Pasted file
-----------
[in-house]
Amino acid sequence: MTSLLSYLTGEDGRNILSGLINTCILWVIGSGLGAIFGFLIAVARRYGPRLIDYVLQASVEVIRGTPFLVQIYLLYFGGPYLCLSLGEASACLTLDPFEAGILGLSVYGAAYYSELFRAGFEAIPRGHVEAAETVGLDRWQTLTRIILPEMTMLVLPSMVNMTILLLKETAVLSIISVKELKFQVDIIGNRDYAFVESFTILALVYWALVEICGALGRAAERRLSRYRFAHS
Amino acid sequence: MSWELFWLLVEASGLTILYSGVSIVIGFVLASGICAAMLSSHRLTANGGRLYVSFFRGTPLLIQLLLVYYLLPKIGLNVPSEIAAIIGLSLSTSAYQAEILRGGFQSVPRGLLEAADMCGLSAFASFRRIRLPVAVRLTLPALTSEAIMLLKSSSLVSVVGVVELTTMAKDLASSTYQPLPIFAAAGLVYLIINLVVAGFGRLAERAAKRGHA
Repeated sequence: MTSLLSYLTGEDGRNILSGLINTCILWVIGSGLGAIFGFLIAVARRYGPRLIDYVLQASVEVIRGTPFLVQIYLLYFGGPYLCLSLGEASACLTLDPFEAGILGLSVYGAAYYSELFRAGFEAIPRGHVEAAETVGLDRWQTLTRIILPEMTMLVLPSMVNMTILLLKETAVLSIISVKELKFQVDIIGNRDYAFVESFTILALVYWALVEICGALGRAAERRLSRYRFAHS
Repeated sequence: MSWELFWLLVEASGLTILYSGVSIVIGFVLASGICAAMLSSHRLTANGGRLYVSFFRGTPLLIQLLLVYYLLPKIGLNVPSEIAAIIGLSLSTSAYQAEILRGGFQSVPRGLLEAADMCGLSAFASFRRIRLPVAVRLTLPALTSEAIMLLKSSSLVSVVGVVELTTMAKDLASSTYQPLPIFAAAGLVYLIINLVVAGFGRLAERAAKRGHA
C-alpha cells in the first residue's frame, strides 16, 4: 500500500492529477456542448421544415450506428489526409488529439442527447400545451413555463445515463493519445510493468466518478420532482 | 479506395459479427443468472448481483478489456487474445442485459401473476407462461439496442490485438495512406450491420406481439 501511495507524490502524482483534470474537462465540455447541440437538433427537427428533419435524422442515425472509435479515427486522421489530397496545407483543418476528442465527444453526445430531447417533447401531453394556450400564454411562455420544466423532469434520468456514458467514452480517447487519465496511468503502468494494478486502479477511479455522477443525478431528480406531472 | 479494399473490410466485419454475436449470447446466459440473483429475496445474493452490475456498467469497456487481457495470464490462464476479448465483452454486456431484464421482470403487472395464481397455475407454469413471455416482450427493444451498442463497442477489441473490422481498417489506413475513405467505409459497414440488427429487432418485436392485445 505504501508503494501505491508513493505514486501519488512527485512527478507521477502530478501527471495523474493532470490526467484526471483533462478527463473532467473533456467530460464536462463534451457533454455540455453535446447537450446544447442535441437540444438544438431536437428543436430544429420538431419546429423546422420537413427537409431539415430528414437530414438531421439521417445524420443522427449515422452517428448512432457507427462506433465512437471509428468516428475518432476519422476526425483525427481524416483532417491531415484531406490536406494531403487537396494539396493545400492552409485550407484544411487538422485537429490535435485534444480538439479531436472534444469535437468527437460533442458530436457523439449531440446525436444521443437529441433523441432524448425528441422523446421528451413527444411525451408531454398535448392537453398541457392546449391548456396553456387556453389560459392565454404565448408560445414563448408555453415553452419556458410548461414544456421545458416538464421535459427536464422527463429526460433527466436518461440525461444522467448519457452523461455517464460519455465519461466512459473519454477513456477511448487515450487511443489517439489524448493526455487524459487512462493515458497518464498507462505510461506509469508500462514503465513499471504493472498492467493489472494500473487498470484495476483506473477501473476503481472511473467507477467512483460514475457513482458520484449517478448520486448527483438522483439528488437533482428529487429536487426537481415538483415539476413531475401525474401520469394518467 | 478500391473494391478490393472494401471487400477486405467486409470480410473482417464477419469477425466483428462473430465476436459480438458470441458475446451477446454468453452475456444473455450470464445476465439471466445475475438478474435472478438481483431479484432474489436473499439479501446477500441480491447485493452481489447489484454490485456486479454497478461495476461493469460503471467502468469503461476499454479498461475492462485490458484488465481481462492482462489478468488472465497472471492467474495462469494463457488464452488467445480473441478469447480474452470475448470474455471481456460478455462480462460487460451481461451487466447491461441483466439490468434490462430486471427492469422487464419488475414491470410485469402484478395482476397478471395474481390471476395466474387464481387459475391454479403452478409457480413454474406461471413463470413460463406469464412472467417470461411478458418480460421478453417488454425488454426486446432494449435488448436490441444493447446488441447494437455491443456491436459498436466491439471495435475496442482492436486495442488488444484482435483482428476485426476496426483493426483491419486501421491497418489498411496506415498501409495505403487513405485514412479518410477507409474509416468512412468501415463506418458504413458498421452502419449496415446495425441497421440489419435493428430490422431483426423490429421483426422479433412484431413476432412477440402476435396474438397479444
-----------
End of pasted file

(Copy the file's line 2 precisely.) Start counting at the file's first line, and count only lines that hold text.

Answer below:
Amino acid sequence: MTSLLSYLTGEDGRNILSGLINTCILWVIGSGLGAIFGFLIAVARRYGPRLIDYVLQASVEVIRGTPFLVQIYLLYFGGPYLCLSLGEASACLTLDPFEAGILGLSVYGAAYYSELFRAGFEAIPRGHVEAAETVGLDRWQTLTRIILPEMTMLVLPSMVNMTILLLKETAVLSIISVKELKFQVDIIGNRDYAFVESFTILALVYWALVEICGALGRAAERRLSRYRFAHS